The impact of raising the State pension age

The raised State pension age may affect your retirement planning. Is it time to review your pension plans?

New research shows how the most recent increase in state pension age has hit those affected.

The last change in State pension age (SPA) was phased in between December 2018 and October 2020. Over that period, the SPA for both men and women increased from 65 to 66. The move was controversial, not least because it followed immediately after the previous increase of women’s SPA from 60 to 65, which started in 2010.

The financial impact of the SPA increase to 66 has recently been examined by the Institute for Fiscal Studies (IFS), which found:

The IFS paper is not just of academic interest, as another change to SPA is imminent. Between April 2026 and April 2028, SPA will gradually rise by another year to age 67. If you were born after 5 April 1960, you will be affected. This time around, the amount of pension loss and Treasury gain will be greater, thanks to the surge in inflation.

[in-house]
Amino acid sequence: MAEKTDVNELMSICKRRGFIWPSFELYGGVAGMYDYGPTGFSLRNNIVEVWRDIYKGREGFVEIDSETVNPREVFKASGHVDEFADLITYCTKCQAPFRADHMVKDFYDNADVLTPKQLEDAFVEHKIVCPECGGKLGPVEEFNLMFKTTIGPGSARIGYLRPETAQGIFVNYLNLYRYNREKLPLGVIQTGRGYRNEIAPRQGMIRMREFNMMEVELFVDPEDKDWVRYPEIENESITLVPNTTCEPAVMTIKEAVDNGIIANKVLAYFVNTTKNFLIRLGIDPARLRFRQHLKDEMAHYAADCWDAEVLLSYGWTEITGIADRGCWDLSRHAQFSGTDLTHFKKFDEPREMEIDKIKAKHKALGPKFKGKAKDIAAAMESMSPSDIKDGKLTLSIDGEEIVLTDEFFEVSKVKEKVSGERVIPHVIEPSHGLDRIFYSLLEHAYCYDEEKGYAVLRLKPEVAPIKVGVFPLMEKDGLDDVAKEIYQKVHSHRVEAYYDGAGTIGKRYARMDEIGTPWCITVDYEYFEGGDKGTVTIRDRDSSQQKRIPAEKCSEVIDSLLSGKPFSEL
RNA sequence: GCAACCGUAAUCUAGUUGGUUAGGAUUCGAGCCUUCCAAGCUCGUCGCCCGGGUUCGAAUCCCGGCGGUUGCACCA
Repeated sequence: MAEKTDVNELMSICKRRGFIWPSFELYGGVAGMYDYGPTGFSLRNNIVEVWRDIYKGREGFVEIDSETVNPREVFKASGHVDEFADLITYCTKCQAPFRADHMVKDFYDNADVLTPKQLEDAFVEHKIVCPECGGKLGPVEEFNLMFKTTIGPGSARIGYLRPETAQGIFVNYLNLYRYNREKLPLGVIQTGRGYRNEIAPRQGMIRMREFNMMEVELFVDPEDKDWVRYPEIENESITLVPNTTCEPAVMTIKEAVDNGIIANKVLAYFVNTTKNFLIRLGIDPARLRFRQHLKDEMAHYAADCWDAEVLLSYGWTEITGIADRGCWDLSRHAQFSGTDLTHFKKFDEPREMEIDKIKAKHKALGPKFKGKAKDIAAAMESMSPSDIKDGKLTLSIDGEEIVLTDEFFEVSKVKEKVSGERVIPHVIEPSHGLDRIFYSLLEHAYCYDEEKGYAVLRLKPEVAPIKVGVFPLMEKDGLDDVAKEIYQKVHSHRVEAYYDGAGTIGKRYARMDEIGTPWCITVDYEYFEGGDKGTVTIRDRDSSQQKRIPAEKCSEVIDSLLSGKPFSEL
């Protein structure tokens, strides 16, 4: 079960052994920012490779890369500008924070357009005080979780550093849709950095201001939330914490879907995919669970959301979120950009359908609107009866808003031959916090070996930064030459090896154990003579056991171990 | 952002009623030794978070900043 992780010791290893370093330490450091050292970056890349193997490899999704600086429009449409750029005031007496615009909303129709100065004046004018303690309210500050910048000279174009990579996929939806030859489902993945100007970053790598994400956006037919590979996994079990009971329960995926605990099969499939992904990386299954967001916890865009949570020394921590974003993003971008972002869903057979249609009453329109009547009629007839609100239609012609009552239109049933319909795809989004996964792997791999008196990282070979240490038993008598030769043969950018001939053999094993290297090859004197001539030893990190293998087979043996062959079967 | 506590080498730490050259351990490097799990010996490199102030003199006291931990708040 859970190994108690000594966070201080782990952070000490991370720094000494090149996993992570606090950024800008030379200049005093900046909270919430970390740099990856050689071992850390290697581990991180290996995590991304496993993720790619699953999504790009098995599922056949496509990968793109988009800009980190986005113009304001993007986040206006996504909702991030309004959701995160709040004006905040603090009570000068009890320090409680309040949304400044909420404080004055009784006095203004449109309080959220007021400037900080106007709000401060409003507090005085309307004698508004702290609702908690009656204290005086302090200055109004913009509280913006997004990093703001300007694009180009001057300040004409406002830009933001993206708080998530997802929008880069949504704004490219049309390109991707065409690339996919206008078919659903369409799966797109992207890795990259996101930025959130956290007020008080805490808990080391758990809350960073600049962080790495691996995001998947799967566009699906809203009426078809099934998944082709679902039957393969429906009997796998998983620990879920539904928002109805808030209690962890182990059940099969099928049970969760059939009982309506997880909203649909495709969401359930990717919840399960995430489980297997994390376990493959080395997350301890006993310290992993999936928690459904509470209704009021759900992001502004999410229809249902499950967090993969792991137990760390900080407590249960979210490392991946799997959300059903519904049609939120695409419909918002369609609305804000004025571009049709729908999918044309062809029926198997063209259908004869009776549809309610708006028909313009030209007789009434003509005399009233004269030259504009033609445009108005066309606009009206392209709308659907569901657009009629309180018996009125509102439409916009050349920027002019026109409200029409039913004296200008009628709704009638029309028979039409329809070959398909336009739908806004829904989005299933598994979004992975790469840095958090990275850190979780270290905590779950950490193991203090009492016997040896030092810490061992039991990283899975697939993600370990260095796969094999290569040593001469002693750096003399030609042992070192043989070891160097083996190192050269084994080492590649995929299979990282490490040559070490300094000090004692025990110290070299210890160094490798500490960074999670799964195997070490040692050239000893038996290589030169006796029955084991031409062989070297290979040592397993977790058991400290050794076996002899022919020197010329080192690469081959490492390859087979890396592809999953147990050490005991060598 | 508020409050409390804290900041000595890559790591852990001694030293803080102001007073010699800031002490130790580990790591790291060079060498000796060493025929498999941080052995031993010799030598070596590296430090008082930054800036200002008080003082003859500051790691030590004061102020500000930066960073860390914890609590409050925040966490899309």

In June, the Chief Secretary to the Treasury confirmed, in answer to a written question, that for April 2023 “the Triple Lock will apply for the State pension.” Nevertheless, your retirement plans may need a review if you have not allowed for rising SPA (and there is yet another year’s increase to come, to 68, currently scheduled for 2037/39).

The value of pensions and investments and the income they produce can fall as well as rise. You may get back less than you invested.
Past performance is not a reliable indicator of future performance.